The Soul’s Journey – Coping with Trauma and Overwhelment.

November 23, 2016

There were two major events in my life recently. First Donald Trump was elected to the presidency and secondly Leonard Cohen died. Both affected me deeply but only today did I begin to see an evident connection.

Leonard Cohen’s passing was not announced until Thursday evening after the election. One of my first reactions was to buy his last recording “If you want it darker”.

It was later announced that he had died on the Monday preceding the election. It seemed an interesting coincidence that the man who wrote these words, “And now the wheels of heaven stop, you feel the devil’s riding crop, get ready for the future: it is murder” over twenty-years ago, should never breathe a single breath on the same planet as President elect Trump.

Listening to his latest work the words, “But it’s written in the scriptures
and it’s not some idle claim,
 you want it darker 
we kill the flame” resonated in a new way. Perhaps he was the flame. Is it beyond belief that either consciously or unconsciously he made the decision to leave us because of the bleakness of the future he saw ahead?

There are other words that seem overt reminders of Trump’s pre-election statements on the second amendment: “They were middle-class and tame 
I didn’t know I had permission to murder and to maim.”

So perhaps Leonard Cohen’s coping mechanism with this trauma was to “shuffle off this mortal coil”.

I began to review the many different coping mechanisms that friends of mine had manifested to the news of the election result.

Some became motivated to become more active – to join like-minded groups and support change in positive arenas such as the environment, poverty and racial tensions.

Others became obsessed to understand how such a regressive step could occur. They focused on how this could possible happen, questioning all the data particularly “how could 53% of while women vote for a man who admitted to sexual assault.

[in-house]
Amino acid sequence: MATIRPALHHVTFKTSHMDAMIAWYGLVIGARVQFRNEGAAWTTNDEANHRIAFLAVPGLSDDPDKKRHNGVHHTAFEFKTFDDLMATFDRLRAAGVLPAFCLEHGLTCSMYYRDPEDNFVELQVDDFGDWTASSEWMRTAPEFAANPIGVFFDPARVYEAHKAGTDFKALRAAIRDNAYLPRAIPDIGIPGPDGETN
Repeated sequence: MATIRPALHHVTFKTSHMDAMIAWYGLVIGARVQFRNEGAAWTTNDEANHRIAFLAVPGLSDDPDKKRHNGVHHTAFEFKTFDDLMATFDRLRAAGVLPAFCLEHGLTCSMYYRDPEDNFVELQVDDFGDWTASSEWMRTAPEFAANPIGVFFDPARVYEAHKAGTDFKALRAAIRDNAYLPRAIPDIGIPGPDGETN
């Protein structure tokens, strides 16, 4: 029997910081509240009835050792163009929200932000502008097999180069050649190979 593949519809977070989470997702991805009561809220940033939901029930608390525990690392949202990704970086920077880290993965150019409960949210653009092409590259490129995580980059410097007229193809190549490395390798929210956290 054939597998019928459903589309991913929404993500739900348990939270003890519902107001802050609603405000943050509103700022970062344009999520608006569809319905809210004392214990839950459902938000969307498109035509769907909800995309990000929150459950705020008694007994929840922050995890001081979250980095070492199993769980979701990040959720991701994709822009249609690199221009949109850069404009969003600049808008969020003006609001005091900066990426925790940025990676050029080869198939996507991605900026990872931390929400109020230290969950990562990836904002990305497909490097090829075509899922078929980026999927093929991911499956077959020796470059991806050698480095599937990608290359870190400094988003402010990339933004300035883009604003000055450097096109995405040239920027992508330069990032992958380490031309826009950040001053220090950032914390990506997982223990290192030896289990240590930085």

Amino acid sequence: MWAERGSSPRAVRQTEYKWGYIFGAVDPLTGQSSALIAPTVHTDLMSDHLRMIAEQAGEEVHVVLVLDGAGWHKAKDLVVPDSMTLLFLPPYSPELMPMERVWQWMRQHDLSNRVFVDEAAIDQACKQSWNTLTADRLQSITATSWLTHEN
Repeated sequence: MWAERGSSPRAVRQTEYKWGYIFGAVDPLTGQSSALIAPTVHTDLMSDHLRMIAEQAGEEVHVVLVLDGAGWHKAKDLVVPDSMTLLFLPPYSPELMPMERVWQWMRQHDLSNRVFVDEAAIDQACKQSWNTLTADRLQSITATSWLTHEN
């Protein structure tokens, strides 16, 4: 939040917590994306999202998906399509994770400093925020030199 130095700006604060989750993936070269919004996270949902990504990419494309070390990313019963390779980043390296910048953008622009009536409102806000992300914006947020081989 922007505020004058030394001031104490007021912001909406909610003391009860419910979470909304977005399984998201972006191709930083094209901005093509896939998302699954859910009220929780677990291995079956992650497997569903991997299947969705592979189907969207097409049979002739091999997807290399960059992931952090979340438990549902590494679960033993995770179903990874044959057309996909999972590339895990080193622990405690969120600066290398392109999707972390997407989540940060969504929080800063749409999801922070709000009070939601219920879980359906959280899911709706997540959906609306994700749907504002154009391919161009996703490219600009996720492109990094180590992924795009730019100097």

There were those who just wanted to make it all part of a divine plan. They kept texting Cohen’s words “There is a crack, a crack in everything. That’s how the light gets in.” A CRACK!!! I felt like screaming, “This isn’t a crack it’s a f***ing canyon!”

There are also those who preach forgiveness and understanding for those who have inflicted Trump on us. We need to understand how they had been ignored and left behind and this was just a reaction. Although I believe in forgiveness, I struggle with understanding. These were ignorant ill-informed people, who believed the lies and who have created the most powerful man in the world out of someone who has the emotional and psychological development of a six year old. Don’t take my word for it, listen to this amazing, scary podcast by Jeff Salzman https://www.integrallife.com/daily-evolver/trump-terrible-integral-look-boy-who-would-be-king

My response had been avoidance. I didn’t want anything to do with it. I won’t listen to news about the transition. I behave like an ostrich, I want to bury my head in the sand for four plus years. (An even more classic case of avoidance is someone I know who has created a fantasy that it did not happen and Obama is staying for eight more years.)